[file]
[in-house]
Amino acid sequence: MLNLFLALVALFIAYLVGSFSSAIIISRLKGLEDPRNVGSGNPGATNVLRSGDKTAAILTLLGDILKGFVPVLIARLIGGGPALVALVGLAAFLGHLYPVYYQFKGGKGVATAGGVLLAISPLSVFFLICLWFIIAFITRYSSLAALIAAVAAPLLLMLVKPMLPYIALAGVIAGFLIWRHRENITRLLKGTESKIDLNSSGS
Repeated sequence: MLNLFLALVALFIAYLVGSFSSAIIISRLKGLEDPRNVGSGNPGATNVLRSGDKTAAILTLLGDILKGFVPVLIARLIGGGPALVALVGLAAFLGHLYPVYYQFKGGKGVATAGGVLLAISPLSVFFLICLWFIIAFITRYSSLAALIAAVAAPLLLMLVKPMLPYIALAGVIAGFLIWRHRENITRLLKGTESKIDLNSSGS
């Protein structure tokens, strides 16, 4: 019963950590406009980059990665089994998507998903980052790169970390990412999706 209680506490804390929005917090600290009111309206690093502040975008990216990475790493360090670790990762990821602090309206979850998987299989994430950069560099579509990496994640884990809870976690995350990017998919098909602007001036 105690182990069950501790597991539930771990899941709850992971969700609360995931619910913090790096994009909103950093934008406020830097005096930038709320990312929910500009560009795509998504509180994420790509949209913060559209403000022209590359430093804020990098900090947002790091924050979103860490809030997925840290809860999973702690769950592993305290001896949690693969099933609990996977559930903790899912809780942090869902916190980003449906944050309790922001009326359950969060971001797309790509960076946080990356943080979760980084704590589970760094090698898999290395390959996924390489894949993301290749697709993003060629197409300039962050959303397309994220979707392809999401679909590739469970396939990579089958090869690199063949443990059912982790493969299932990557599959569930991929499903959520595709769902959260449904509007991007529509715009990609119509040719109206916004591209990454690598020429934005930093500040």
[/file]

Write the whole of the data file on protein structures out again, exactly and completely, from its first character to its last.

[in-house]
Amino acid sequence: MLNLFLALVALFIAYLVGSFSSAIIISRLKGLEDPRNVGSGNPGATNVLRSGDKTAAILTLLGDILKGFVPVLIARLIGGGPALVALVGLAAFLGHLYPVYYQFKGGKGVATAGGVLLAISPLSVFFLICLWFIIAFITRYSSLAALIAAVAAPLLLMLVKPMLPYIALAGVIAGFLIWRHRENITRLLKGTESKIDLNSSGS
Repeated sequence: MLNLFLALVALFIAYLVGSFSSAIIISRLKGLEDPRNVGSGNPGATNVLRSGDKTAAILTLLGDILKGFVPVLIARLIGGGPALVALVGLAAFLGHLYPVYYQFKGGKGVATAGGVLLAISPLSVFFLICLWFIIAFITRYSSLAALIAAVAAPLLLMLVKPMLPYIALAGVIAGFLIWRHRENITRLLKGTESKIDLNSSGS
């Protein structure tokens, strides 16, 4: 019963950590406009980059990665089994998507998903980052790169970390990412999706 209680506490804390929005917090600290009111309206690093502040975008990216990475790493360090670790990762990821602090309206979850998987299989994430950069560099579509990496994640884990809870976690995350990017998919098909602007001036 105690182990069950501790597991539930771990899941709850992971969700609360995931619910913090790096994009909103950093934008406020830097005096930038709320990312929910500009560009795509998504509180994420790509949209913060559209403000022209590359430093804020990098900090947002790091924050979103860490809030997925840290809860999973702690769950592993305290001896949690693969099933609990996977559930903790899912809780942090869902916190980003449906944050309790922001009326359950969060971001797309790509960076946080990356943080979760980084704590589970760094090698898999290395390959996924390489894949993301290749697709993003060629197409300039962050959303397309994220979707392809999401679909590739469970396939990579089958090869690199063949443990059912982790493969299932990557599959569930991929499903959520595709769902959260449904509007991007529509715009990609119509040719109206916004591209990454690598020429934005930093500040």